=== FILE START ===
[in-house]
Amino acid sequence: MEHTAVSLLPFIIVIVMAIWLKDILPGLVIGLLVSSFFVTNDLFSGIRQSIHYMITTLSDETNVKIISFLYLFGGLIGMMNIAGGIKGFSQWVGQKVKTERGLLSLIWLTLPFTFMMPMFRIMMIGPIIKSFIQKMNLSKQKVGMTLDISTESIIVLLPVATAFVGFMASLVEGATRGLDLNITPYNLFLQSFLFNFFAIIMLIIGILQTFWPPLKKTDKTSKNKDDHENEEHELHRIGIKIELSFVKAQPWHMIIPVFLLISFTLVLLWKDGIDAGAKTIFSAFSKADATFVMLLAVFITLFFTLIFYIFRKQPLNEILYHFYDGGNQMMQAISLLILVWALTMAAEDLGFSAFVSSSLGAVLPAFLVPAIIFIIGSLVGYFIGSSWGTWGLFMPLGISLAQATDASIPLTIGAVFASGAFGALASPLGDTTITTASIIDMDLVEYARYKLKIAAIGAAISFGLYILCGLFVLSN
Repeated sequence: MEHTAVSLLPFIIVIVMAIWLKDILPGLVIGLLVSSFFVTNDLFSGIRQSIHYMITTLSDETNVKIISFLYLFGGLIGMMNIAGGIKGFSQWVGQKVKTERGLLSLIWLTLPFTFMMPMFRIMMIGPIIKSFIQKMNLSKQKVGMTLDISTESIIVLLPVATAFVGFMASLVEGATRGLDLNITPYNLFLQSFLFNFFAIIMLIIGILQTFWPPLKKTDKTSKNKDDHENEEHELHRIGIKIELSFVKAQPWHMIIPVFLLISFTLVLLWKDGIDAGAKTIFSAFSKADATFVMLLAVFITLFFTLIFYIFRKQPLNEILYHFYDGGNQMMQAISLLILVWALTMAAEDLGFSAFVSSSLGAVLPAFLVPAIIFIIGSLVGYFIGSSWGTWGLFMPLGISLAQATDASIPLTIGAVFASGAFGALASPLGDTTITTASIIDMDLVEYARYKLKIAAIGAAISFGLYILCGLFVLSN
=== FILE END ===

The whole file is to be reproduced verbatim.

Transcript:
[in-house]
Amino acid sequence: MEHTAVSLLPFIIVIVMAIWLKDILPGLVIGLLVSSFFVTNDLFSGIRQSIHYMITTLSDETNVKIISFLYLFGGLIGMMNIAGGIKGFSQWVGQKVKTERGLLSLIWLTLPFTFMMPMFRIMMIGPIIKSFIQKMNLSKQKVGMTLDISTESIIVLLPVATAFVGFMASLVEGATRGLDLNITPYNLFLQSFLFNFFAIIMLIIGILQTFWPPLKKTDKTSKNKDDHENEEHELHRIGIKIELSFVKAQPWHMIIPVFLLISFTLVLLWKDGIDAGAKTIFSAFSKADATFVMLLAVFITLFFTLIFYIFRKQPLNEILYHFYDGGNQMMQAISLLILVWALTMAAEDLGFSAFVSSSLGAVLPAFLVPAIIFIIGSLVGYFIGSSWGTWGLFMPLGISLAQATDASIPLTIGAVFASGAFGALASPLGDTTITTASIIDMDLVEYARYKLKIAAIGAAISFGLYILCGLFVLSN
Repeated sequence: MEHTAVSLLPFIIVIVMAIWLKDILPGLVIGLLVSSFFVTNDLFSGIRQSIHYMITTLSDETNVKIISFLYLFGGLIGMMNIAGGIKGFSQWVGQKVKTERGLLSLIWLTLPFTFMMPMFRIMMIGPIIKSFIQKMNLSKQKVGMTLDISTESIIVLLPVATAFVGFMASLVEGATRGLDLNITPYNLFLQSFLFNFFAIIMLIIGILQTFWPPLKKTDKTSKNKDDHENEEHELHRIGIKIELSFVKAQPWHMIIPVFLLISFTLVLLWKDGIDAGAKTIFSAFSKADATFVMLLAVFITLFFTLIFYIFRKQPLNEILYHFYDGGNQMMQAISLLILVWALTMAAEDLGFSAFVSSSLGAVLPAFLVPAIIFIIGSLVGYFIGSSWGTWGLFMPLGISLAQATDASIPLTIGAVFASGAFGALASPLGDTTITTASIIDMDLVEYARYKLKIAAIGAAISFGLYILCGLFVLSN